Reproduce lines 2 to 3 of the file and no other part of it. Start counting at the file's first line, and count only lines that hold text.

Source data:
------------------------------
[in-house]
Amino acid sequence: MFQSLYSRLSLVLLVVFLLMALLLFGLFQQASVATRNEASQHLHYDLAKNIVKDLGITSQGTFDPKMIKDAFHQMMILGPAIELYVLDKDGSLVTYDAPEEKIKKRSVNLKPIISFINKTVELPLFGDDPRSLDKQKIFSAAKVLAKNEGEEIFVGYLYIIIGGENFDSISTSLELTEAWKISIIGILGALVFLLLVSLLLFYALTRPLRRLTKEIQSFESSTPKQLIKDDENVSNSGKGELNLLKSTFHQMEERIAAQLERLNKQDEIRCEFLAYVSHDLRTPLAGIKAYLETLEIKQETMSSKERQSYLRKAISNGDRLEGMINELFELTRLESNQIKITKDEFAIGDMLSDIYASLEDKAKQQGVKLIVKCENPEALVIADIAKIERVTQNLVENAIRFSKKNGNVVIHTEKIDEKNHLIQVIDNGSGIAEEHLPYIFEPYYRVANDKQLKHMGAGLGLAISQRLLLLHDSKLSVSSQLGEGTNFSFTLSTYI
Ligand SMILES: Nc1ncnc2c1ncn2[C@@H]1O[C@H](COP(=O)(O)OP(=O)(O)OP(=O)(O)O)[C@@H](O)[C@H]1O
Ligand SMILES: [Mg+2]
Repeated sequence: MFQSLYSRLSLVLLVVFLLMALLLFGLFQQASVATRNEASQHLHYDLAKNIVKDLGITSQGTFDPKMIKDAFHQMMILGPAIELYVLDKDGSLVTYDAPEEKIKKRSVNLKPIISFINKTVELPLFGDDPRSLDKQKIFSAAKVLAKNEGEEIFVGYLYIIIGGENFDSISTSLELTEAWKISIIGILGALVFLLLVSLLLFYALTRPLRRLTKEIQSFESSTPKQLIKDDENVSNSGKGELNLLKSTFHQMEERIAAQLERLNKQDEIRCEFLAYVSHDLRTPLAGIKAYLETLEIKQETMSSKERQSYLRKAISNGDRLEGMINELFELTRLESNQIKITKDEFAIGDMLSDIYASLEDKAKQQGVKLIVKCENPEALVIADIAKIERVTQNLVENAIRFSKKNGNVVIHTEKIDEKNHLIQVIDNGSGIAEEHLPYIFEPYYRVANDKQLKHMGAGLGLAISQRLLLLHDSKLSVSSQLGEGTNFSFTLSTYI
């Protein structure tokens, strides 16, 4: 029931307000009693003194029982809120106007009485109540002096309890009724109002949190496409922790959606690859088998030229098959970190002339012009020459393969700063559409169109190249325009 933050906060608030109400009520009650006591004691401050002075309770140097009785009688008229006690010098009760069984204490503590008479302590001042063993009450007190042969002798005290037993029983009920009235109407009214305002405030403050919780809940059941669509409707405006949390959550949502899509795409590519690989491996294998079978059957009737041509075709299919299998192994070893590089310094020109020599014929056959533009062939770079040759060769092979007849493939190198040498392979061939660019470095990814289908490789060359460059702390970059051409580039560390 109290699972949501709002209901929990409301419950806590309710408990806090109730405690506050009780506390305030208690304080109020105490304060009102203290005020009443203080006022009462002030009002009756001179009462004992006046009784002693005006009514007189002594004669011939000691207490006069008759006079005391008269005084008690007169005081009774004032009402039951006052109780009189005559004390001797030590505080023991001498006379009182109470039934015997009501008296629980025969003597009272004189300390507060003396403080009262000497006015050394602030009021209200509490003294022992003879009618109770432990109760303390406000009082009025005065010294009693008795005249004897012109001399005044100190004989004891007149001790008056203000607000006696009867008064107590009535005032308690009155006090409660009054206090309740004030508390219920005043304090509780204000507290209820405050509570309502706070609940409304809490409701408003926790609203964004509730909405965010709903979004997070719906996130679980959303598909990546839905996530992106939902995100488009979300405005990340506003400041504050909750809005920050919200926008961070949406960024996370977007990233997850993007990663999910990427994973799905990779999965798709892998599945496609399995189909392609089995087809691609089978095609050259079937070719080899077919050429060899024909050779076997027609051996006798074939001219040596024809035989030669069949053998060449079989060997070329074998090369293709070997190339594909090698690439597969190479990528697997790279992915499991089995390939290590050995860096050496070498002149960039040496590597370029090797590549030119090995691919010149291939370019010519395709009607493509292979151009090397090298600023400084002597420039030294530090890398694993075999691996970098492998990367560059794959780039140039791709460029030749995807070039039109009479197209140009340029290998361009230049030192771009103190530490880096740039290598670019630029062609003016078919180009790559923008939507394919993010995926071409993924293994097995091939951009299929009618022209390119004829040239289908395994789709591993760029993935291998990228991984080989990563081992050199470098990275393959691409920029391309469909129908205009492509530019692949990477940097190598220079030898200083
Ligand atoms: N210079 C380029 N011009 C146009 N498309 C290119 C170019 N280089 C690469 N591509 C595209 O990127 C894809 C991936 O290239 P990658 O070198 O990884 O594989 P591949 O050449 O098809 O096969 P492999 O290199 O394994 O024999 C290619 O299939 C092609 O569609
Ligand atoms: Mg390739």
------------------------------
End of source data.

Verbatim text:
Amino acid sequence: MFQSLYSRLSLVLLVVFLLMALLLFGLFQQASVATRNEASQHLHYDLAKNIVKDLGITSQGTFDPKMIKDAFHQMMILGPAIELYVLDKDGSLVTYDAPEEKIKKRSVNLKPIISFINKTVELPLFGDDPRSLDKQKIFSAAKVLAKNEGEEIFVGYLYIIIGGENFDSISTSLELTEAWKISIIGILGALVFLLLVSLLLFYALTRPLRRLTKEIQSFESSTPKQLIKDDENVSNSGKGELNLLKSTFHQMEERIAAQLERLNKQDEIRCEFLAYVSHDLRTPLAGIKAYLETLEIKQETMSSKERQSYLRKAISNGDRLEGMINELFELTRLESNQIKITKDEFAIGDMLSDIYASLEDKAKQQGVKLIVKCENPEALVIADIAKIERVTQNLVENAIRFSKKNGNVVIHTEKIDEKNHLIQVIDNGSGIAEEHLPYIFEPYYRVANDKQLKHMGAGLGLAISQRLLLLHDSKLSVSSQLGEGTNFSFTLSTYI
Ligand SMILES: Nc1ncnc2c1ncn2[C@@H]1O[C@H](COP(=O)(O)OP(=O)(O)OP(=O)(O)O)[C@@H](O)[C@H]1O